Stick to limited government

To the Editor,

Mayor Miller did not run on a platform to increase Weirton’s tax revenues. In fact, he promised the first time, if elected, he would eliminate the B&O tax when the sales tax took effect. Obviously, that didn’t happen.

Conservatives say limited government is best for the nation’s economy. What they mean is government should stick to providing basic, essential services that everyone needs and let free market forces address the rest of the needs and wants of the population.

The Business Development Corporation is a private entity funded essentially through taxpayer grant’s and some private contributions whose purpose is to develop business interests in our area, which in turn produce jobs. That is fine, no one opposes job creation per se.

But when gung-ho public officials propose what will be a back-handed de facto tax assessment to expand our water and sewage treatment facilities, two and three fold, not for the benefit of the existing 8,500 users, but to attract potential industry that can increase the tax base, i.e. the tax revenue the city can collect, that is blatant overreach from the conservative perspective.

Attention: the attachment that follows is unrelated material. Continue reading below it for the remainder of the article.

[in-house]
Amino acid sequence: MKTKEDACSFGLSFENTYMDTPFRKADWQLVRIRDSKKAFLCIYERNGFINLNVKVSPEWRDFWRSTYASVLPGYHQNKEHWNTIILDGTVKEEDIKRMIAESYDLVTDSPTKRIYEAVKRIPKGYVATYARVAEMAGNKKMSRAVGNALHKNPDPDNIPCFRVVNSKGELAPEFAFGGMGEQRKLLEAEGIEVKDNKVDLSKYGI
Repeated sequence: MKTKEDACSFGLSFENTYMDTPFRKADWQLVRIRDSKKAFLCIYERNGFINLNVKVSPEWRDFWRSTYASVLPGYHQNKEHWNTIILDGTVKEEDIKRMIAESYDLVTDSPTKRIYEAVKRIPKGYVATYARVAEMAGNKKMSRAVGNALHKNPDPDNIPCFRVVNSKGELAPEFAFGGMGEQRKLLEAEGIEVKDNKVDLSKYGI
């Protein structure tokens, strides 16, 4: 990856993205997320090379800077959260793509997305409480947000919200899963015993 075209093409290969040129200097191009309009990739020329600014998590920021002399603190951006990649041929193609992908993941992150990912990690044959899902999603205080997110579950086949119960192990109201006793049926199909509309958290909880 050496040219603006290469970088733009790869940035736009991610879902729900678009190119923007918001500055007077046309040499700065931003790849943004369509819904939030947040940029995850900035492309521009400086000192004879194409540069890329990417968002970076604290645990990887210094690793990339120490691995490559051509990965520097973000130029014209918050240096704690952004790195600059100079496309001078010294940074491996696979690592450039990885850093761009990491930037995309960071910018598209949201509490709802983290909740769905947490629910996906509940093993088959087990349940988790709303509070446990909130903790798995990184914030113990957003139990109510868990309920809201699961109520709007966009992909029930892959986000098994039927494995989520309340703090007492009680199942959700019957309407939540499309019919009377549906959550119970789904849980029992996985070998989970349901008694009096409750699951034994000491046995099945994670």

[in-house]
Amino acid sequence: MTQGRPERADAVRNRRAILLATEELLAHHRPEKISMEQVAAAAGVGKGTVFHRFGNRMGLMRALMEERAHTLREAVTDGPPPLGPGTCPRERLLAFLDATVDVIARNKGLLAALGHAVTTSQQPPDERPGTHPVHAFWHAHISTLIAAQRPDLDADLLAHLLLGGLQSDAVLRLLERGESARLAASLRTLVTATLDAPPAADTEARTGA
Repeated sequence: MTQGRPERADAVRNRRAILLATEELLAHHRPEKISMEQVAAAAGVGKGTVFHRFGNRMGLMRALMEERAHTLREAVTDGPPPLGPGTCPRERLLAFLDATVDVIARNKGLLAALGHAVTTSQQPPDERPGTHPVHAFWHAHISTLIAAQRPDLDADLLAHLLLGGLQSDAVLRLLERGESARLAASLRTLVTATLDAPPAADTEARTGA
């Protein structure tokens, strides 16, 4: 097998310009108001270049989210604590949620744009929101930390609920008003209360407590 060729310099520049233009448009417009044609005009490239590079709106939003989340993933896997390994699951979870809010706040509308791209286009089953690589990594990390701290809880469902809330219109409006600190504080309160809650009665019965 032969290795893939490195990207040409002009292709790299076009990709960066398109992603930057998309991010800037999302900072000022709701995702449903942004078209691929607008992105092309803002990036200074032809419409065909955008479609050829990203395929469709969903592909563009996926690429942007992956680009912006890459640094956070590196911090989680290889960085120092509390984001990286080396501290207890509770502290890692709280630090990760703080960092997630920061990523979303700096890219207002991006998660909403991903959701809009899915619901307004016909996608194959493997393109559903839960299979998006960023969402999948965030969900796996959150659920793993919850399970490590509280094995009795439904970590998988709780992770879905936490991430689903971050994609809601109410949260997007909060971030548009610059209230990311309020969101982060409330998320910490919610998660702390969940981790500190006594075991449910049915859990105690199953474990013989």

I doubt our local council was elected to create jobs and increase the tax base. Most residents vote for their council member to oversee the efficient administration of basic, essential public services we all use and to be available to assist them when a problem arises with one of those services.

The demographics of Weirton show the median age of the population is 46. One third of adults in Weirton are seniors. Weirton’s population has had a negative growth rate for the last 50 years and a birth rate insufficient to replace itself. Added together, that means the city’s population will continue to age with an increasing number of retirees whose incomes are fixed and diminishing. It is not the responsibility of the present water and sewer users, let alone this aging population segment, to pony up for 20 years to create jobs and increase Weirton’s tax base.

The third and final vote for the passage of this proposal will occur October 9 at the council’s monthly meeting at 7 pm in the city building. If you have concerns about this issue, you can call your council member and/or attend the meeting.

Blaise Hogan



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